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Tension: A Not-Too-Tight Tutorial

Tension can determine the size, shape, and longevity of your project.  The size needles you use, the fibers that make up your yarn, even your mood -- all of these variables affect the tension of your knitting.  It is as personal as your handwriting, and it can change with each project. 

Finding the correct tension for specific patterns and projects is easy. Here are a few simple guidelines to help you along.

Find the Right Fit

Experiment to find the right tension.  Your yarn should feel comfortable and slide easily along the needle. You should not have to struggle, break into a sweat, or break a needle in a effort to make one knit stitch.

A good place to start is with the recommended needles for the pattern and the yarn.  We  used Blue Sky Alpaca Sport Weight for this experiment, whose label recommends US size 3 - 5 needles for a gauge of 5 - 6 stitches per inch. We made four swatches with four different size needles, cast on 20 stitches for each swatch, and came up with very different results. 

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Swatch 1

Needles: US size 2 Crystal Palace bamboo needles

Gauge: 6 stitches = 1 inch

Finished Dimensions: 3.25 x 2.75 inches 

These needles are smaller than average for this yarn; they yielded a tight, dense fabric that continued to curl even after blocking. This fortified fabric is suitable for mittens and other projects that keep out the cold, but would not be recommended for sweaters, scarves or other projects that would benefit from a fabric which drapes and breathes.

Swatch 2

Needles: US size 5 Lantern Moon ebony needles 

Gauge: 5.5 stitches = 1 inch

Finished Dimensions: 3.75 x 3.5 inches 

The size 5 needles yield comfortable, even stitches that hardly needed blocking.  This is a desirable fabric for sweaters or other medium weight projects.

Swatch 3

Needles: US size 8 Addi Turbo aluminum needles 

Gauge: 4 stitches per inch 

Finished Dimensions: 4.5 x 4 inches 

Larger than recommended, these smooth aluminum needles glide through the yarn making a loose fabric.  Scarves and shawls benefit from a drapey, but not quite lacey stitch like this. However, this fabric would be too drapey for a sweater because it would not hold its shape.

Swatch 4

Needles: US size 10 Lantern Moon ebony needles

Gauge: 3.75 stitches = 1 inch

Finished Dimensions: 5 x 4.5 inches 

More loose and open than the previous swatch, this swatch knit up quickly at almost half the recommended gauge.  The stitches are very open, which allows the alpaca fibers to somewhat fill the spaces between each stitch.  This fabric would be suitable for a scarf or a shawl.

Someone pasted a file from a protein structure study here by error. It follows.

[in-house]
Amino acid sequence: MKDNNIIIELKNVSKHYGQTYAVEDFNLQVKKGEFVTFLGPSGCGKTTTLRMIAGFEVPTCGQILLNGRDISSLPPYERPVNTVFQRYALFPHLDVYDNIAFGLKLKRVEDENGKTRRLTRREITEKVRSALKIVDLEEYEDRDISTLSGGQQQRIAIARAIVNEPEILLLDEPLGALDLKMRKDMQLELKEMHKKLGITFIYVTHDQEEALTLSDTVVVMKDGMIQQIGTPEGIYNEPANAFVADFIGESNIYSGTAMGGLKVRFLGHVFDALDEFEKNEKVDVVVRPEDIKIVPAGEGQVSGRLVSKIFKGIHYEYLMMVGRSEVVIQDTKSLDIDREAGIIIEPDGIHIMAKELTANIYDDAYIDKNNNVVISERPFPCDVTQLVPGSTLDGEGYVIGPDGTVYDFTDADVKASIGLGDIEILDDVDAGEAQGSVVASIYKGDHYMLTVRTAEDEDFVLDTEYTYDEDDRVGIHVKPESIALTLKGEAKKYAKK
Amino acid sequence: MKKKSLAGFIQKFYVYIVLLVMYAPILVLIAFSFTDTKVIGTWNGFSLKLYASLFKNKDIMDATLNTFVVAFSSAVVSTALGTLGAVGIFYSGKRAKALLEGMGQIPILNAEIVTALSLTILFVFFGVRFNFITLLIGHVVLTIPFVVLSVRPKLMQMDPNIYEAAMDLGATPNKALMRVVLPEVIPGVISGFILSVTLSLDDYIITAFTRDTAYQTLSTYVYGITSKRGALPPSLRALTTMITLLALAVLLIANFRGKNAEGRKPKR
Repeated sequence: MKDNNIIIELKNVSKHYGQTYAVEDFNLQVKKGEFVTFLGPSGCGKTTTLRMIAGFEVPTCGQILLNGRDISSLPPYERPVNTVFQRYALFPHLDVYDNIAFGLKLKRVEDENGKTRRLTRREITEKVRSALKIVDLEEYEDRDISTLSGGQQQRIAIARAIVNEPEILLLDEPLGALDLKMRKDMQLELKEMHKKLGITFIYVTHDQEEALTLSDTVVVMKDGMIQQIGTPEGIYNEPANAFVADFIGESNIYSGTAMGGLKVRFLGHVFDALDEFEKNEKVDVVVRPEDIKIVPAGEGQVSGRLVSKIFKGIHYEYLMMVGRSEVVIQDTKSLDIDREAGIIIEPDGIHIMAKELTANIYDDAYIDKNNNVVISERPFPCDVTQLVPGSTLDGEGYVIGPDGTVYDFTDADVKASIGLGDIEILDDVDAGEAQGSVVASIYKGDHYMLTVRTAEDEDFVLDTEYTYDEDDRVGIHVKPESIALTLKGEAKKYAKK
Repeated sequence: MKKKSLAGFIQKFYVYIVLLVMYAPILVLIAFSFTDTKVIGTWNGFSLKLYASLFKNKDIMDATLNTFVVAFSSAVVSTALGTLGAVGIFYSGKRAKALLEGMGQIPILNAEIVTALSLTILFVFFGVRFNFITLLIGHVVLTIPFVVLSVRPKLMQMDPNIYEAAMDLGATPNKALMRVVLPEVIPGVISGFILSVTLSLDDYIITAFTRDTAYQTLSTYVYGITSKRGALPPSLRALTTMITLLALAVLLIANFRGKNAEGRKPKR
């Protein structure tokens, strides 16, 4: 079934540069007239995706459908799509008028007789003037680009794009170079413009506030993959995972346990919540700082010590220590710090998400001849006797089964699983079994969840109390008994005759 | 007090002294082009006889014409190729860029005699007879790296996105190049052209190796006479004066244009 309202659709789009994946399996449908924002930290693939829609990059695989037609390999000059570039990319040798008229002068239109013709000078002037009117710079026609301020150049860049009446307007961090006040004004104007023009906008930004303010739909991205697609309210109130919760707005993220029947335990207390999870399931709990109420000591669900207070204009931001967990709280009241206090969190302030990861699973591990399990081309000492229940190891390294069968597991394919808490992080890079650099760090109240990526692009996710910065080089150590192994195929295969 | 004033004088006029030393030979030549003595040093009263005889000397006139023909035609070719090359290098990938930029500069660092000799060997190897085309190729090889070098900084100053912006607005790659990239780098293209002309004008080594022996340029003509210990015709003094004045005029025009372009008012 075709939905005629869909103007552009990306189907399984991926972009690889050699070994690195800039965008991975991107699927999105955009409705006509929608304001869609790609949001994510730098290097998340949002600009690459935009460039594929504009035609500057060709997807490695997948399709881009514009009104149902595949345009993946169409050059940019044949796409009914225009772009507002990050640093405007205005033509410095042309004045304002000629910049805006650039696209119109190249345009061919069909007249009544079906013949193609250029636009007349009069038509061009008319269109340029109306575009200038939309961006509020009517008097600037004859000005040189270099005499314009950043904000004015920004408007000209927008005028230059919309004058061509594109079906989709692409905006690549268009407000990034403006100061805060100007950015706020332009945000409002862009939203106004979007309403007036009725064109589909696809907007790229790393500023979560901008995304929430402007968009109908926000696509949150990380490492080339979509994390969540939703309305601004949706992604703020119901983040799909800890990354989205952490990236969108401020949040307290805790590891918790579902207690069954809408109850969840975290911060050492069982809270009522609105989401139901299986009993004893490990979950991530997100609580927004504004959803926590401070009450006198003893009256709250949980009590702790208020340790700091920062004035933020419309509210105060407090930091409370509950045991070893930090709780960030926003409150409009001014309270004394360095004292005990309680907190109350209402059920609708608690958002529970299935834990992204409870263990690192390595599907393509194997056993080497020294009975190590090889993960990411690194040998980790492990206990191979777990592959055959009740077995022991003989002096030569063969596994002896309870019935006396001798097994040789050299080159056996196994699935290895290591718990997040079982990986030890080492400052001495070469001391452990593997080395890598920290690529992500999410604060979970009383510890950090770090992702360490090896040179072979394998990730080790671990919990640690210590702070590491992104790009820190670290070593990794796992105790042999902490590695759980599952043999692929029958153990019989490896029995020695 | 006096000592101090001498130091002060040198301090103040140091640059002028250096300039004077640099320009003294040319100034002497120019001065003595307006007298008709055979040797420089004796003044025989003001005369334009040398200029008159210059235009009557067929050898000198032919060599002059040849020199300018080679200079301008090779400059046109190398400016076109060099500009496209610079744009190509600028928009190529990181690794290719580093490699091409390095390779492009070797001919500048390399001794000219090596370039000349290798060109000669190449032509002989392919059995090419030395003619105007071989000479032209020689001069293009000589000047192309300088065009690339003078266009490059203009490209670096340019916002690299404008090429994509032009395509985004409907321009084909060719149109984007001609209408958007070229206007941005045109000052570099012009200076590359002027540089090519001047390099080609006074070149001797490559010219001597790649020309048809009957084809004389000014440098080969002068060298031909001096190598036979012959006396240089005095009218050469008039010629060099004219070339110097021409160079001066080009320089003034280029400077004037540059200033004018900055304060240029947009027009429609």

Adjusting the Tension

As you can see, there is not one perfect tension for your yarn. It all depends on the project and the knitter. Keep in mind:

1.  Try a few different needles of different material to get the gauge and tension that is best for your project. If your stitches are sliding off the needle willy-nilly, you might need to go down a size or two.  If your stitches just won't budge, try a smoother material like aluminum.

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2.  Keep a loose grip on the yarn as you knit.  Don't tug on the yarn as you complete each stitch.  If you'd like your fabric to be more dense, go down a needle size or two rather than trying to knit tighter.

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3.  Maintain even tension by consciously focusing on your knitting rhythm for the first few minutes after you pick up your needles.  Knitters who like to watch movies or listen as they knit find their tension getting too tight during a chase scene or too loose during a song and dance number.  Commuter knitters find their tension changes from the ride to work and their ride home.  Unless you like your knitting to be a diary of your day, pay attention to the way you begin to knit; that will keep your hands focused even while your eyes wander. 

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Wondering how to measure your test swatches?  Maybe our Swatch Tutorial can help!

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